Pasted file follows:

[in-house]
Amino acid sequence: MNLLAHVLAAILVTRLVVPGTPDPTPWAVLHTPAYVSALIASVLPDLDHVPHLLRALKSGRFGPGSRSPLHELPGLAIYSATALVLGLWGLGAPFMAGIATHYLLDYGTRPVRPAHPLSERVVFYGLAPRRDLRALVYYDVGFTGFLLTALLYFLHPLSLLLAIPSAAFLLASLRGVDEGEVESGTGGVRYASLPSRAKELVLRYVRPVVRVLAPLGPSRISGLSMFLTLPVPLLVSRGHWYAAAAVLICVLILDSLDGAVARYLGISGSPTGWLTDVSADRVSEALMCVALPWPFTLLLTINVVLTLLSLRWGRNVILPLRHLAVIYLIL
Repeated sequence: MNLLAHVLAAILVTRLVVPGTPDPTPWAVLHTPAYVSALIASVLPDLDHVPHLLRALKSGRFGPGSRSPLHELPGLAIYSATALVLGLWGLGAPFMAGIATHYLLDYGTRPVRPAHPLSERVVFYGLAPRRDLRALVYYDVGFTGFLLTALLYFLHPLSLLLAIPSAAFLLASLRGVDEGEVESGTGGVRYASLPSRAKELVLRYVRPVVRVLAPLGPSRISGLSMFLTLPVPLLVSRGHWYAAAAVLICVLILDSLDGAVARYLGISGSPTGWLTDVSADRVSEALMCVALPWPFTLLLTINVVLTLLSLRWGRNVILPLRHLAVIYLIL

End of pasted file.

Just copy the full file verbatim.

[in-house]
Amino acid sequence: MNLLAHVLAAILVTRLVVPGTPDPTPWAVLHTPAYVSALIASVLPDLDHVPHLLRALKSGRFGPGSRSPLHELPGLAIYSATALVLGLWGLGAPFMAGIATHYLLDYGTRPVRPAHPLSERVVFYGLAPRRDLRALVYYDVGFTGFLLTALLYFLHPLSLLLAIPSAAFLLASLRGVDEGEVESGTGGVRYASLPSRAKELVLRYVRPVVRVLAPLGPSRISGLSMFLTLPVPLLVSRGHWYAAAAVLICVLILDSLDGAVARYLGISGSPTGWLTDVSADRVSEALMCVALPWPFTLLLTINVVLTLLSLRWGRNVILPLRHLAVIYLIL
Repeated sequence: MNLLAHVLAAILVTRLVVPGTPDPTPWAVLHTPAYVSALIASVLPDLDHVPHLLRALKSGRFGPGSRSPLHELPGLAIYSATALVLGLWGLGAPFMAGIATHYLLDYGTRPVRPAHPLSERVVFYGLAPRRDLRALVYYDVGFTGFLLTALLYFLHPLSLLLAIPSAAFLLASLRGVDEGEVESGTGGVRYASLPSRAKELVLRYVRPVVRVLAPLGPSRISGLSMFLTLPVPLLVSRGHWYAAAAVLICVLILDSLDGAVARYLGISGSPTGWLTDVSADRVSEALMCVALPWPFTLLLTINVVLTLLSLRWGRNVILPLRHLAVIYLIL